Modern life is sustained by an unremitting stream of energy that is delivered to final users as fuels, electricity, and heat. Currently, over 80% of the world’s primary energy supply is provided by fossil fuels carbon sources (coal, oil, gas). For the last two centuries fossil fuels, generated from biomass over millions of years, have been extensively used in anthropic activities. When we burn fossil fuels, we liberate the solar energy stored millions of years earlier in chemical bonds, but we are also generating CO2 as waste. Over the last few decades it has become clear that the CO2 that is released in this way is affecting the climate stability of the biosphere. Therefore there is a need for an energy transition from fossil fuels to nonfossil-based energies. This transition has already started and must be completed during the present century. The sun gives us an opportunity to complete this energy revolution as it delivers the same energy to the Earth in about one hour as we currently use from fossil fuels, nuclear power and all renewable energy sources combined in a year. Yet, sunlight is a dilute form of energy. It needs to be converted into other forms of energy in order to be used in a profitable way, such as heat, electricity, or fuels.

Nature stores solar energy in carbon-based chemical compounds that mankind has long used as an energy source. In plants, algae and some types of bacteria, solar-driven systems are capable of converting carbon dioxide and water into C,H,O-containing compounds. Photosynthesis is a way to capture solar energy and store it in the form of chemical bonds. The compounds thus produced can be used as fuels, but also (bio-)materials or chemical feedstock. Developing artificial systems on an industrial scale that generate such compounds from the same sources (i.e. solar radiation, water, CO2) is a great challenge. Ideally, such man-made, ecologically friendly energy systems should be more efficient than their natural counterparts, to keep pace with our consumption while making our energy utilization sustainable.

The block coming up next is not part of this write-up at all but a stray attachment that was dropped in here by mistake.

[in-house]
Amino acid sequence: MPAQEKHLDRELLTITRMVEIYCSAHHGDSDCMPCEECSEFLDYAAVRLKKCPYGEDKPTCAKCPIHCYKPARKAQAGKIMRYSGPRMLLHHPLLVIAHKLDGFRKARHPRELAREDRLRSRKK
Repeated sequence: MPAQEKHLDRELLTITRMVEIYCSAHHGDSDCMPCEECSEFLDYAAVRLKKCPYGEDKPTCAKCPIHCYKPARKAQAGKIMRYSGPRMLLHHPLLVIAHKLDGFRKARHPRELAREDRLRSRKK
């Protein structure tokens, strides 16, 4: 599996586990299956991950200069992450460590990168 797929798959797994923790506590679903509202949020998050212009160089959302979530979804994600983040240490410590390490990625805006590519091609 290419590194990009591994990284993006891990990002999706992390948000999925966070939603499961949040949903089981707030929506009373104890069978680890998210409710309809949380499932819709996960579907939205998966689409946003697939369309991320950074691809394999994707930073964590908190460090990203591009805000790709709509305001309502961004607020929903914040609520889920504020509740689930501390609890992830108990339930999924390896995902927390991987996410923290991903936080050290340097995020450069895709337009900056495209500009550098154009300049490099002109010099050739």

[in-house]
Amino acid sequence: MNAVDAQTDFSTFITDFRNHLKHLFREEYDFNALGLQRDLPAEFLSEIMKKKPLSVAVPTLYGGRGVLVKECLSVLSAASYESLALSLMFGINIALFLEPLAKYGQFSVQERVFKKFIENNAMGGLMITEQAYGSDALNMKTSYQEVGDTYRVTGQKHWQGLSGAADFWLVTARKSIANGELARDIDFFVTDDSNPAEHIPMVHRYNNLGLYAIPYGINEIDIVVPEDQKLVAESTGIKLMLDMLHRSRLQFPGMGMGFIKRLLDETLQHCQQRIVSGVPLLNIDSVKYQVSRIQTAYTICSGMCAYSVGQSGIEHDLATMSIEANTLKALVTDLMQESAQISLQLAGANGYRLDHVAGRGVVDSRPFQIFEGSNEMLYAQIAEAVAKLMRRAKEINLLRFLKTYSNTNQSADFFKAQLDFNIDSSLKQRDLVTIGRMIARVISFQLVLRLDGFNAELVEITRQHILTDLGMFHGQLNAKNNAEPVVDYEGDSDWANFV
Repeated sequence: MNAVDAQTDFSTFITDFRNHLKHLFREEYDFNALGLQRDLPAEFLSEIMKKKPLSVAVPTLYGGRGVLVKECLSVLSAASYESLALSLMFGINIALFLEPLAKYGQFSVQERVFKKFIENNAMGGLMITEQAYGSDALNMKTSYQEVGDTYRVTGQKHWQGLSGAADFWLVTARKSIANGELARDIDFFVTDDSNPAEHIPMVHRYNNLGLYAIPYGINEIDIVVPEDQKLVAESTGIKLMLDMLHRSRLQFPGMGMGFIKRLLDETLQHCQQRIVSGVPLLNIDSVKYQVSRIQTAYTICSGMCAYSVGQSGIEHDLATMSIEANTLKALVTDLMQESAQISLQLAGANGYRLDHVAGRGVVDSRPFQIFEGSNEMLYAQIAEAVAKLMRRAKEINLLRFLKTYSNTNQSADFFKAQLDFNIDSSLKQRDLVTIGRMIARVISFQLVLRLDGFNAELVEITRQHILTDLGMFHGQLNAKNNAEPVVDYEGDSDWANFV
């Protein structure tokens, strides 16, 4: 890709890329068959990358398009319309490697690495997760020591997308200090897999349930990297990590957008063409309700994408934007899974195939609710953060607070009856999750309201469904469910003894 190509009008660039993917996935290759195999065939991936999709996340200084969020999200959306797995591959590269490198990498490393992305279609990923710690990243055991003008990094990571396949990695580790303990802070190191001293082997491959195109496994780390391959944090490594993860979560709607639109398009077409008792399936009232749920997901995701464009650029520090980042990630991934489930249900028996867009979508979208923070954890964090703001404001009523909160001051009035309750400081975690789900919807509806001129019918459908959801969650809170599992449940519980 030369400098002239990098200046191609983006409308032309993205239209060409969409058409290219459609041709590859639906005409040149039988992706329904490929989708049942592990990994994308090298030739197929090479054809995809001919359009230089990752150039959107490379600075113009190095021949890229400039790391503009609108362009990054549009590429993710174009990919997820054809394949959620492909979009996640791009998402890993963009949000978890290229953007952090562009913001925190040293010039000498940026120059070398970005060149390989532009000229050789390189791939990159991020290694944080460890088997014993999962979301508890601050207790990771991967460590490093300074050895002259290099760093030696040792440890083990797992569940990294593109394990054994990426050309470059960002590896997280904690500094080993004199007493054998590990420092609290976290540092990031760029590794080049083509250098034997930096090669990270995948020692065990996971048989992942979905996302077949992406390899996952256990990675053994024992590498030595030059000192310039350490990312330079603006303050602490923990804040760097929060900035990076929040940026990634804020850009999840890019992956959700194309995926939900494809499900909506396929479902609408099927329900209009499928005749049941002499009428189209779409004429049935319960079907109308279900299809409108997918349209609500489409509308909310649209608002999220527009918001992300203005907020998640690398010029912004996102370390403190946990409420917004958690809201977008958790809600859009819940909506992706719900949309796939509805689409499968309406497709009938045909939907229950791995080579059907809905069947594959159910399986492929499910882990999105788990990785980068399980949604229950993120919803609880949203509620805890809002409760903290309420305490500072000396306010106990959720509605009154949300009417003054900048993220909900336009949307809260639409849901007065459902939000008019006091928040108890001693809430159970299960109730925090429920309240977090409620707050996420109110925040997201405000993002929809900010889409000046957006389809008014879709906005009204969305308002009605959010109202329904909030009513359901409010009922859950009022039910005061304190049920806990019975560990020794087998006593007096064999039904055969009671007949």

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The document is based on the presentations at a brainstorming workshop on “Solar-driven Chemistry” on October 9, 201 5 in Berlin, organized by the Deutsche Forschungsgemeinschaft (DFG, represented by Georg Bechtold) and the European Association of Chemical and Molecular Sciences (EuCheMS, represented by Ulrich Schubert, TU Wien). Participating experts were Nicola Armaroli (CNR Bologna), Vincent Artero (Université Grenoble Alpes, CNRS and CEA), Gabriele Centi (University of Messina), Angela Dibenedetto (University of Bari), Leif Hammarström (University of Uppsala), Guido Mul (University of Twente), Christopher Pickett (University of East Anglia), Sven Rau (University of Ulm) and Joost N. H. Reek (University of Amsterdam). The first version of this document was written by Ina Helms. EuCheMS gratefully acknowledges financial and organizational support by DFG.

The White Paper was Published by EuCheMS
Nineta Hrastelj Majcen (EuCheMS General Secretary) Bruno Vilela (EuCheMS Public Affairs Officer)
For further information please contact
ISBN 978-2-9601 655-2-4



September 2016